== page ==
Educational choice: Where policy meets progress
By ROBERT AERY

Our geographically based public education system is deeply ingrained in American culture. Even prior to the rise of public school systems in America, community schools outside of the home were necessarily only available to those within geographic reach. In modern America, geography plays a role in everything from football to funding in our educational system. Most regrettably, however, a child’s location all too often determines their quality of education, as well.

Over the past few centuries, America has led the world in a technological renaissance in which the quality and duration of lives can be increased and the ability to communicate and distribute information can be accomplished in seemingly unlimited methods. These advancements could not have occurred without our country’s unique spirit of entrepreneurship and free-market economy.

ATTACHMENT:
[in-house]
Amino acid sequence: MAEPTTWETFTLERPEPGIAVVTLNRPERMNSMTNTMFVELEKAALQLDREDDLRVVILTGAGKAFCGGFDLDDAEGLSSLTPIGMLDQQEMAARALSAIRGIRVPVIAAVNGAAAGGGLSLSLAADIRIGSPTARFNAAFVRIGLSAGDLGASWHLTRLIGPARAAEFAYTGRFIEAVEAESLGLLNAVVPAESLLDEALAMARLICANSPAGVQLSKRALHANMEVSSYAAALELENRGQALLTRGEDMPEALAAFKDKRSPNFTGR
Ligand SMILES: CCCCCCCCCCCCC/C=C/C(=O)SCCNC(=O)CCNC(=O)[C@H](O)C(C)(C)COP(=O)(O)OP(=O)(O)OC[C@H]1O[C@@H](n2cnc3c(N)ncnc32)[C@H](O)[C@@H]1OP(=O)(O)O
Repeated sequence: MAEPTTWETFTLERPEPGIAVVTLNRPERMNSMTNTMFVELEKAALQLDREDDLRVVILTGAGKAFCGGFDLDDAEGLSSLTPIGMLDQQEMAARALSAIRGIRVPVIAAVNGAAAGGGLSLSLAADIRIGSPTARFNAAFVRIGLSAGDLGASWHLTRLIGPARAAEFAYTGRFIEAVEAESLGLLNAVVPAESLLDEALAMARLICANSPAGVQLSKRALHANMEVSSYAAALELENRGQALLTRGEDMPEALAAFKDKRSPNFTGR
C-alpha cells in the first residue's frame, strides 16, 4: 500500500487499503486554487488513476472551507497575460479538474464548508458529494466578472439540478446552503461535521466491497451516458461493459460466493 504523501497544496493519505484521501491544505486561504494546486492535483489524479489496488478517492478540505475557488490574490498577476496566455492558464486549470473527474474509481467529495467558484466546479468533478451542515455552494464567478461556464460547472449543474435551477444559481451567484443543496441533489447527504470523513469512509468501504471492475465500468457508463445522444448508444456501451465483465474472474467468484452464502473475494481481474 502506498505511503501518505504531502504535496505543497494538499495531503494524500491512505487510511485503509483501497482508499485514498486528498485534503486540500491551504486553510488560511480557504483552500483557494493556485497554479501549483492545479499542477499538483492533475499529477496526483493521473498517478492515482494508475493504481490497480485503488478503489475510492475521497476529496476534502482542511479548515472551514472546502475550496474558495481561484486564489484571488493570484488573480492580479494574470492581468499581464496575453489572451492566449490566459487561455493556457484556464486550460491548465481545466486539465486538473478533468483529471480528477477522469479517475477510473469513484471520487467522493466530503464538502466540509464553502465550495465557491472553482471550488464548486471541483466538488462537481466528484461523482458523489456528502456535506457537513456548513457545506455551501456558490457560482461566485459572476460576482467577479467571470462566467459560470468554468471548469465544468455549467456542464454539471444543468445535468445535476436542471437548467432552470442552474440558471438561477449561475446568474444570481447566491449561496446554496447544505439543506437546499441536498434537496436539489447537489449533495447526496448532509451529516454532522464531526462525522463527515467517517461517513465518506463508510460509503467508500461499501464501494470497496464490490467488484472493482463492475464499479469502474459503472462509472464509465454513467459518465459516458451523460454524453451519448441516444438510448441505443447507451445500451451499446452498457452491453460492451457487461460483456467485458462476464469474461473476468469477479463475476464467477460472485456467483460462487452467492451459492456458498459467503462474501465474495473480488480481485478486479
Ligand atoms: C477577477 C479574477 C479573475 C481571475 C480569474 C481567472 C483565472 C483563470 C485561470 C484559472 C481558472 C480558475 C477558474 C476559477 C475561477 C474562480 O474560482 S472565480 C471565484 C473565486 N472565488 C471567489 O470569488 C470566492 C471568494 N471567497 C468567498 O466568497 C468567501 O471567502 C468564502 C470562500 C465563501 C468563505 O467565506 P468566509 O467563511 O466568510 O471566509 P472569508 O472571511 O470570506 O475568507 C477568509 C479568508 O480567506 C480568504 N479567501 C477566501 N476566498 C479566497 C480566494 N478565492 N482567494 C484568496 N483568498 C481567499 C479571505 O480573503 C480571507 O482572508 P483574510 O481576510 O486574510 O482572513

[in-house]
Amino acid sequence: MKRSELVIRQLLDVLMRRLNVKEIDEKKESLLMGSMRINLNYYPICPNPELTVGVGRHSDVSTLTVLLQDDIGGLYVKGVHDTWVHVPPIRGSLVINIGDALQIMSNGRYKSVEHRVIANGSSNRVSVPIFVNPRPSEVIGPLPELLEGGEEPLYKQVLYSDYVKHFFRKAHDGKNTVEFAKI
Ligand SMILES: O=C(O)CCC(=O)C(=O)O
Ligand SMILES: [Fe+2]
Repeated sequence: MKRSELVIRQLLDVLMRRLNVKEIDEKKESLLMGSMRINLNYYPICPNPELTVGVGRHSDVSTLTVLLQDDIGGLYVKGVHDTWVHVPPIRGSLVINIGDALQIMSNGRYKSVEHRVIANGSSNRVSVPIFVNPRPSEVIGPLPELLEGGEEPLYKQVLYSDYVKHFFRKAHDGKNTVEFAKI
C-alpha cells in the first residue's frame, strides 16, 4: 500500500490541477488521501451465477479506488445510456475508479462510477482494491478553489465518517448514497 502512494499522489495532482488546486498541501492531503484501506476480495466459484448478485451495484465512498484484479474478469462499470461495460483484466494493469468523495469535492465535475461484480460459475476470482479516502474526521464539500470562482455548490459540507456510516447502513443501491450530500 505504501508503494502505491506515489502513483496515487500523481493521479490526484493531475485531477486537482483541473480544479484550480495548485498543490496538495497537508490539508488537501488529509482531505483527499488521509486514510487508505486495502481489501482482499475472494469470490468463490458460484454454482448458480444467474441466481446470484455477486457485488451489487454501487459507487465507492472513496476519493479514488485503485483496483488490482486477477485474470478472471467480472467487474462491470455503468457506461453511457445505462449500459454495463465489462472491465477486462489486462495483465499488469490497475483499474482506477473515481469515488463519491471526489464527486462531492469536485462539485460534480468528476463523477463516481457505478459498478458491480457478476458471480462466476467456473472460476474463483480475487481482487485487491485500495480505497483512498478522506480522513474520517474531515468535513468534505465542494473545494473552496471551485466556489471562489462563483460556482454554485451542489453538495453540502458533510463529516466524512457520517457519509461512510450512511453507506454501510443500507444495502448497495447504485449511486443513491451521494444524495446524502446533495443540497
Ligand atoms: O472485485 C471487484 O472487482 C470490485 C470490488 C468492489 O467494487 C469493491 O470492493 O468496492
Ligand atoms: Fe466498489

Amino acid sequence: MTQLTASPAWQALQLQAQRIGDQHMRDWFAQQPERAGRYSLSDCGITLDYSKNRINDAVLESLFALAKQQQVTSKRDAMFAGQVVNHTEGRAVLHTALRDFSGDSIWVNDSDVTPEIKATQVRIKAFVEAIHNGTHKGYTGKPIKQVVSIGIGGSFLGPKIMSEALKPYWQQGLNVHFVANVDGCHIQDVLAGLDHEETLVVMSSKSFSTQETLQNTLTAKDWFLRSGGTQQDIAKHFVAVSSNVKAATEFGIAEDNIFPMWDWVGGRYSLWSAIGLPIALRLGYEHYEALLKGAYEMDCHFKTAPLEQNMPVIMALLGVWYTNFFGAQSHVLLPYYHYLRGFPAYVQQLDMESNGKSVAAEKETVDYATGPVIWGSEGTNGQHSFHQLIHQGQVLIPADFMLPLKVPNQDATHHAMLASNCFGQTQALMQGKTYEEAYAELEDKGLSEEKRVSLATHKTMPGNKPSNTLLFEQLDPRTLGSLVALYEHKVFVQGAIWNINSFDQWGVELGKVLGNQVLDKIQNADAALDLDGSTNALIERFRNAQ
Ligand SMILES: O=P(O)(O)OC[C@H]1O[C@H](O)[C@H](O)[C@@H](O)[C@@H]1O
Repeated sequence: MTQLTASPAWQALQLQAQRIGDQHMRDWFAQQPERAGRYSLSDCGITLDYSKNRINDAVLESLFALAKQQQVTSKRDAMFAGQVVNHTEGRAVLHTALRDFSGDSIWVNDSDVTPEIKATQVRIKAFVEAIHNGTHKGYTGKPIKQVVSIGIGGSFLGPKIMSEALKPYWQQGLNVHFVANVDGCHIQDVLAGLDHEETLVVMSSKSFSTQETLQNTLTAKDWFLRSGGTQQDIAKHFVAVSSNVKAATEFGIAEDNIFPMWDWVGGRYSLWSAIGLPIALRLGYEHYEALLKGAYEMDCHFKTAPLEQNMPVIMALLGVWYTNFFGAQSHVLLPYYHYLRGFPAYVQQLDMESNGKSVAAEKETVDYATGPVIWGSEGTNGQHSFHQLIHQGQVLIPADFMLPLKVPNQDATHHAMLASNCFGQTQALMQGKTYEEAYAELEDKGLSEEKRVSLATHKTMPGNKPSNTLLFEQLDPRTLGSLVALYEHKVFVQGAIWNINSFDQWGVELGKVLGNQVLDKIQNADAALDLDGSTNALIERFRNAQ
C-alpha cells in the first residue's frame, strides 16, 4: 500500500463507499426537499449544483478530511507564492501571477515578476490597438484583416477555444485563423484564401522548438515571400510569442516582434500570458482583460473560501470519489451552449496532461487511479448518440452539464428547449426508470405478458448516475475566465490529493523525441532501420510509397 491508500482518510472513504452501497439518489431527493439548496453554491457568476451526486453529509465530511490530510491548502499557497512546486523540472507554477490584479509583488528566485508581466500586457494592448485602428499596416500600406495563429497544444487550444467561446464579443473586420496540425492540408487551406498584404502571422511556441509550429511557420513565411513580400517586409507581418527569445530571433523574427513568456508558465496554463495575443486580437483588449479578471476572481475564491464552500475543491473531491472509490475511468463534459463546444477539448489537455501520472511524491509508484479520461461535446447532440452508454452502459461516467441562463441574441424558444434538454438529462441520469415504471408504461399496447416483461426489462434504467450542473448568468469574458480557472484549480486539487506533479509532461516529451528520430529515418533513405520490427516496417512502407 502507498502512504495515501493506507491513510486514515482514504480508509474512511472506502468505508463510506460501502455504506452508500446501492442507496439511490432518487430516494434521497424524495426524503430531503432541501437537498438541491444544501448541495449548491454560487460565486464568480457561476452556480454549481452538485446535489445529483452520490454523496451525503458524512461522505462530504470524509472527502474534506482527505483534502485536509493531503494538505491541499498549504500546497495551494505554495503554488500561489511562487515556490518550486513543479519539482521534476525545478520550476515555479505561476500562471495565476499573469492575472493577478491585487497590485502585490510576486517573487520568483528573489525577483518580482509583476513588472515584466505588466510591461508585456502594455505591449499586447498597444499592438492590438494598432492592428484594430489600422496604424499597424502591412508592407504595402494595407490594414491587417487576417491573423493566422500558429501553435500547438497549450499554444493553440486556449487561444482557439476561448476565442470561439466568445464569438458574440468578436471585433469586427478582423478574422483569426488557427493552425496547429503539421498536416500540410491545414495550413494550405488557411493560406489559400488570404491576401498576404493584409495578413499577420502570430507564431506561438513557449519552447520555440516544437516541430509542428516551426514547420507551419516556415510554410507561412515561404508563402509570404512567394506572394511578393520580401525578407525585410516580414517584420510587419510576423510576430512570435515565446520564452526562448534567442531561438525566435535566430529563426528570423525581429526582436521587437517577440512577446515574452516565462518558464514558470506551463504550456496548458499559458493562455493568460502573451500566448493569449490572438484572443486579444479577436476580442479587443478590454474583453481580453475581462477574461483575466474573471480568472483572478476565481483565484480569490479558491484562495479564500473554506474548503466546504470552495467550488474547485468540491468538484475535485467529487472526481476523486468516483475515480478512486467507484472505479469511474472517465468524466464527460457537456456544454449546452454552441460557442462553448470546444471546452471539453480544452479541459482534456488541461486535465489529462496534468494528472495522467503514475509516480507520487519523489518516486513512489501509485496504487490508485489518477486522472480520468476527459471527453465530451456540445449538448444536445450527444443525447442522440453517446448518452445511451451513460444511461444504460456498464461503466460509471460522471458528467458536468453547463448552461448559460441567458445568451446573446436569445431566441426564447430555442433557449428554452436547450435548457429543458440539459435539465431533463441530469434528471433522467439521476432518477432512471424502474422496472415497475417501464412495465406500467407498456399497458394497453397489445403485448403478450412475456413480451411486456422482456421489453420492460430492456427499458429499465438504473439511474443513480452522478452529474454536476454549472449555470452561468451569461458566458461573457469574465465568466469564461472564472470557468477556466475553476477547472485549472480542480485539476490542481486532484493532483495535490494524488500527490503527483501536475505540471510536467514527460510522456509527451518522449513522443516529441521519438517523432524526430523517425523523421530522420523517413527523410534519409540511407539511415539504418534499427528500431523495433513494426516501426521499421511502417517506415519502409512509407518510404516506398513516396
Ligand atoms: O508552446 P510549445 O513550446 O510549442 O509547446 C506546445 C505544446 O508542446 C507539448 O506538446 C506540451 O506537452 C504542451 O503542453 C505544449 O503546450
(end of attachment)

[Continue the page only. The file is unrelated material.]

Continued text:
However, many of our most prominent advances in science, economics and technology have also come in part due to breakthroughs in academic research or as a result of education at one of America’s great institutions. Yet, despite all of the endless examples of humanity’s progress due to education, government has needlessly fallen behind in ensuring that future generations will be able to make their own mark in history or simply equipping them with the tools needed to pursue their own American dream.

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